It's one thing to say Seattle is having a pretty sunny summer. It's another when it can be said it's on par -- or even a little warmer -- than Los Angeles.
And we're talking Downtown Los Angeles, not by-the-water-in-the-marine-gunk LAX Airport.
Sunday marked the 16th consecutive day that the Downtown Los Angeles thermometer (taken at the USC campus) registered a high temperature below 80 degrees. It's currently tied for their 6th-longest streak of below-80s highs in July-August and tied for 7th longest stretch to begin August (11 days). And it's still active. (And note it's been nearly 100 years since they've had a longer streak):
Image courtesy: National Weather Service Los Angeles office.
On the other hand, Seattle just ended a streak Sunday of six consecutive days *above* 80 degrees. In fact, going back those 16 days when LA's streak began, their average high during the period is 77.0 degrees.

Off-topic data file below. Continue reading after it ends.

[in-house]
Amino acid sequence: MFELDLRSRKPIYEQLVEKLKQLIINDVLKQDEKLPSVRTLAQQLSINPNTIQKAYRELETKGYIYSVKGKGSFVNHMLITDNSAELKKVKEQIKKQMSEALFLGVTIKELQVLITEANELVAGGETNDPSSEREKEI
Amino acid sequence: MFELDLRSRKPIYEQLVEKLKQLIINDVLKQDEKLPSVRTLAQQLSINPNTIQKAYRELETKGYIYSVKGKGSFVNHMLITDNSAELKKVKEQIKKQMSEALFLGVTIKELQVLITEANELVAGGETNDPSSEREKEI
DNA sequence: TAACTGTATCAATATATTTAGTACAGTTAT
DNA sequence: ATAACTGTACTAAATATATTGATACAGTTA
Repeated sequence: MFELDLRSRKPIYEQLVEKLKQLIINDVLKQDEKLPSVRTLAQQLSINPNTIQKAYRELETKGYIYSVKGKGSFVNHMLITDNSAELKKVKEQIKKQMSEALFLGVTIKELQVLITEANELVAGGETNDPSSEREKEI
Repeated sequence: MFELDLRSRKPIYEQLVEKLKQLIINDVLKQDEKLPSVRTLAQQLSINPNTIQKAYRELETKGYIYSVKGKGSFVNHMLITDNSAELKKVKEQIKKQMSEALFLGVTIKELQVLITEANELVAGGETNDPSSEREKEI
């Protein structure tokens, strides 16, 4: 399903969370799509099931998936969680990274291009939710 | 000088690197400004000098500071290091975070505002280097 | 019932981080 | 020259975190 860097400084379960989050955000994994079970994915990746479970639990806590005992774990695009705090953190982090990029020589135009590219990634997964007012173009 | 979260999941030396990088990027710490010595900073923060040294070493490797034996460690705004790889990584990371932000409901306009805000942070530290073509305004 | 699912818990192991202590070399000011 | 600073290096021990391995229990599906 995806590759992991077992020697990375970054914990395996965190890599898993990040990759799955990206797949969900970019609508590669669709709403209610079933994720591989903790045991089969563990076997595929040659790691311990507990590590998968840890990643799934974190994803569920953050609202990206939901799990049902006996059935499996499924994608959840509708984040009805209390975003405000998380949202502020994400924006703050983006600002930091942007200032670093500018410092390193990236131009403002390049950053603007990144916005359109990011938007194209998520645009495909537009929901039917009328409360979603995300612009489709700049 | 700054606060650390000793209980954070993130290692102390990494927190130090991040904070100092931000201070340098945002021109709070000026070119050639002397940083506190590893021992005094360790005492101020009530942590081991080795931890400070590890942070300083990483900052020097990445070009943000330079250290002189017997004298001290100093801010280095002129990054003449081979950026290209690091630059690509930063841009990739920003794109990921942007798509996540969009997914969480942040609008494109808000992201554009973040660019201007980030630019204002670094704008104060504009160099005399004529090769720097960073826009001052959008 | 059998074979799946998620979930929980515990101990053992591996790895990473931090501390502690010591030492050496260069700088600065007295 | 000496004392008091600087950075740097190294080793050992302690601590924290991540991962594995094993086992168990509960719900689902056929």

Seattle's is 78.0! Sure, it's not uncommon for Seattle to beat LA on a day or two here and there but over a 2-plus week stretch? And again: Downtown LA?
Now, if you're thinking: "Oh, it's a fluke these past couple weeks and LA must be warmer since the start of July"... you would be right.
But not by a whole lot.
Average high temperature since July 1 in Downtown Los Angeles: 79.9 degrees.
Seattle is 79.1 -- within shouting distance.
(Seattle does obliterate LAX's average high, but as I mentioned, they are close to the ocean and since they haven't had any east wind days there, they've been remarkably consistent -- as in a high temperature between 70 and 74 every day stretching back to July 18. LAX hasn't had a day outside the 70s since it hit 81 on July 1.)
Long range forecasts suggest Seattle needs to get in its jabs at LA soon because the high temperatures in Seattle this week are expected to be generally in the 70s -- save for maybe a low 80 for a day or two early in the week.
Meanwhile, forecasts for Downtown LA suggest their sub-80 streak ends soon and they should easily climb into the 80s by the middle and end of the week, setting all things right in the weather universe once again.